Hyperkalemia: The Silent Killer

According to specialists in cardiology, electrolyte abnormalities, such as hyperkalemia, are associated with cardiovascular emergencies. Without emergency medical attention, these conditions can cause cardiac arrest and may even hinder resuscitative efforts in the emergency room.

Such is the significant impact of electrolyte abnormalities that doctors will perform therapy on the patient even before laboratory tests are available.

Abnormal Levels of Potassium

One of the more common electrolyte abnormalities is hyperkalemia, a medical condition characterized by higher than normal levels of potassium in the blood. Normal potassium levels are in the 3.6 to 5.2 millimoles per liter (mmol/L) range while a potassium level higher than 7.0 mmol/L requires immediate treatment due to potentially life-threatening complications.

Why? Potassium is essential in many bodily functions including the normal transmission of nerve signals, fluid balance, and muscle contractions.

Repeat Blood Test

Repeat blood samples may be necessary before doctors can provide a definitive diagnosis of hyperkalemia, as high blood potassium levels may sometimes be caused by the blood sample containing leaked potassium from cells ruptured during the blood draw. Once a definitive diagnosis of hyperkalemia is complete, two common causes emerge:

  • Chronic kidney disease
  • Acute kidney failure

With kidney disease or failure, the organs can no longer effectively process the body’s substances, leading to electrolyte abnormalities.  Hyperkalemia is commonly associated with end-stage renal disease.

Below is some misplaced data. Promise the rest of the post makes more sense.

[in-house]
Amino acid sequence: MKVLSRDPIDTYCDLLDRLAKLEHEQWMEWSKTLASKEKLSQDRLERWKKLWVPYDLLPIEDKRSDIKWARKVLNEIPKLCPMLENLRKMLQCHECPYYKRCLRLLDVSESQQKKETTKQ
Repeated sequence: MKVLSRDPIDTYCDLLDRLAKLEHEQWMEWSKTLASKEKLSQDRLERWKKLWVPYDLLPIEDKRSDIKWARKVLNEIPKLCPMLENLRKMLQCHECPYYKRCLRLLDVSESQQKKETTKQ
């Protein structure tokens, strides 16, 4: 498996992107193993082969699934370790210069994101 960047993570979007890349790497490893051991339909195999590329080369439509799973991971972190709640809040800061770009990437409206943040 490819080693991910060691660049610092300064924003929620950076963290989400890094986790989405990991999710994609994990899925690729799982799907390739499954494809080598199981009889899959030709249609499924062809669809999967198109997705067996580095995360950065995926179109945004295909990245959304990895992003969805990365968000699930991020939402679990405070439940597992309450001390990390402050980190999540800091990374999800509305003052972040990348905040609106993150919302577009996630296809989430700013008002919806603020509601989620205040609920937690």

Other causes of hyperkalemia include:

  • Adrenal failure associated with Addison’s disease
  • Heavy drug use
  • Alcoholism
  • Use of ACE inhibitors
  • Severe injury and burns resulting to the destruction of red blood cells
  • Abuse of potassium supplements
  • Type I diabetes

In addition to blood tests and electrocardiography (i.e., record of the heart’s electrical activity), doctors also determine hyperkalemia via physical examination. Signs and symptoms include ascending paralysis (i.e., weakness starting in the hands and feet that progresses toward the trunk), and respiratory failure.

Doctors determine the best treatment for hyperkalemia based on the patient’s clinical condition and severity of symptoms. Treatment options include the cessation of substances that can cause further increase of potassium in the blood, such as supplements, nonsteroidal anti-inflammatory agents, and potassium-sparing diuretics.

About Healthpointe:

Healthpointe is a leading multidisciplinary healthcare organization offering a full range of medical services in practice locations throughout Southern California (Los Angeles County, Orange County, San Bernardino County, and Riverside County). Healthpointe has locations situated in over 10 cities in Southern California including La Mirada by Whittier, La Habra, Norwalk, Cerritos, Buena Park, and Santa Fe Springs. As a highly regarded musculoskeletal group, we have a personal investment in the highest level of service, and we are proud of our record of excellence over the last four decades with private patients, injured workers, urgent care, personal injuries, and professional and non-professional athletes. Leading our organization is a dynamic team of healthcare professionals who continually strive to be at the forefront of medical innovation and healthcare service delivery. For more information, a complete list of services, and Healthpointe locations, visit Healthpointe.net.

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